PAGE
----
Olivia Tejada quoted me on her blog, talking about how poetry can be used to strengthen a writer's prose.
Doing so she reminded me where my own love of poetry comes from. My father.
When I was younger I had a bad habit (as I grew older I developed other bad habits, but that's another post for another day) of speed-reading. For no good reason I can think of. I read somewhere that John F. Kennedy used to speed-read, reading down the middle of a page. It was just enough to capture the sense of a book, a topic.
I have no idea if that is actually true. The world is full of apocryphal stories. What remains true is I was reading too rapidly to pick up the spelling of words. In truth, I may well have been reading too rapidly to pick up the meaning of the words.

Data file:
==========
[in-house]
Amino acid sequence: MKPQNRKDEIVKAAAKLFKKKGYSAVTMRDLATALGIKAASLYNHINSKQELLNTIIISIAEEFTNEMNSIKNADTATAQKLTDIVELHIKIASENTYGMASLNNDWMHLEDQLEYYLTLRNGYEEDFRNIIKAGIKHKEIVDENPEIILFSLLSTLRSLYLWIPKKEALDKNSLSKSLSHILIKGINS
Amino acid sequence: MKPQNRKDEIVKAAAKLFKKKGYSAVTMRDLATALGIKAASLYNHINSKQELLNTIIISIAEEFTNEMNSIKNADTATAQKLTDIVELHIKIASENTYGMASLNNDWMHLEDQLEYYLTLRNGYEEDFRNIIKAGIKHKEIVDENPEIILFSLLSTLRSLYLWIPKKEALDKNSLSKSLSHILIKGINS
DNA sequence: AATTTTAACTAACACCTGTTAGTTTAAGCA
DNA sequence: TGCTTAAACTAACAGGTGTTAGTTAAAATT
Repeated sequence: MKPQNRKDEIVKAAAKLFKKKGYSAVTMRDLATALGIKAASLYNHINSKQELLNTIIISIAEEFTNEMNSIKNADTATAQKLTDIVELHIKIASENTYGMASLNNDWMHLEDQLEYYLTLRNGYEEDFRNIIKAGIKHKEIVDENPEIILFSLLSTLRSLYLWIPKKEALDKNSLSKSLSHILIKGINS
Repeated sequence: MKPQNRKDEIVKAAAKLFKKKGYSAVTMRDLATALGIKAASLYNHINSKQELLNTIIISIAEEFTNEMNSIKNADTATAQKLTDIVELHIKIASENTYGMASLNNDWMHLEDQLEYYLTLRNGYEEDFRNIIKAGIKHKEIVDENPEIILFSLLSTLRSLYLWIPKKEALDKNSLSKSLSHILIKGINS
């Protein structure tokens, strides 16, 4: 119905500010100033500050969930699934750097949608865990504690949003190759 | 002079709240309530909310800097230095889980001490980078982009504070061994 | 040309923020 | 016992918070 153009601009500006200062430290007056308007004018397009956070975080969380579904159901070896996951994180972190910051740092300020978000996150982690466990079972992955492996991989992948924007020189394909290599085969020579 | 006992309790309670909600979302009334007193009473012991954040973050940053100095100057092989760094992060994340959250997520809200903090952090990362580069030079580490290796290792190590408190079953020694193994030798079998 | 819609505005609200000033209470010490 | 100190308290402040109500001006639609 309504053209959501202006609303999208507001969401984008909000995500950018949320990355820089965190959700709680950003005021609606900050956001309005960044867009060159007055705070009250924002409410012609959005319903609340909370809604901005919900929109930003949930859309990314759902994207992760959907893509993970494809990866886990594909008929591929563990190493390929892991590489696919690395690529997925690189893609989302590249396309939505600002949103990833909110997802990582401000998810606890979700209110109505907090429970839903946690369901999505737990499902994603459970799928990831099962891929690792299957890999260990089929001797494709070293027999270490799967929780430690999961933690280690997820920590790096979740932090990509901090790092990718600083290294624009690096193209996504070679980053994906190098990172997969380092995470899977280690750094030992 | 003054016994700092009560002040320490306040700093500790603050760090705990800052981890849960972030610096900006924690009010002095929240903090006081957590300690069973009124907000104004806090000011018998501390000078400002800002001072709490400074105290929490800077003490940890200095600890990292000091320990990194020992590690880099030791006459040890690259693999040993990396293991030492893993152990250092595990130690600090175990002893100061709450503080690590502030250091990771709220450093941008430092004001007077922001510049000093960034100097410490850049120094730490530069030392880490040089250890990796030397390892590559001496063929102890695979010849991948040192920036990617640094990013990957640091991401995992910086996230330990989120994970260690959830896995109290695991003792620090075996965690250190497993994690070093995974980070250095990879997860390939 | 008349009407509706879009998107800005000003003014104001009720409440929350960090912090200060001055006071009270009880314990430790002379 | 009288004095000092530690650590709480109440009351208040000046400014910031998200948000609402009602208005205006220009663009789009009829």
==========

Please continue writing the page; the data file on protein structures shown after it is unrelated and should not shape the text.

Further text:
My father's suggestion - poetry. He explained that I would have to slow down, because every word matters in poetry. The fact of it being there, the shape, the sound, the very word order, all matter. Not, in reality, a bad way to create prose either.
My father didn't mention anything about the beauty such care creates. I think he believed I was bright enough to discover that myself. How could I not? Poetry is not this pale, ethereal thing. Even at its most spare and delicate it is a muscular, passionately living force that can grab the reader and not let go. It did with me, and hasn't.
I don't expect it ever will.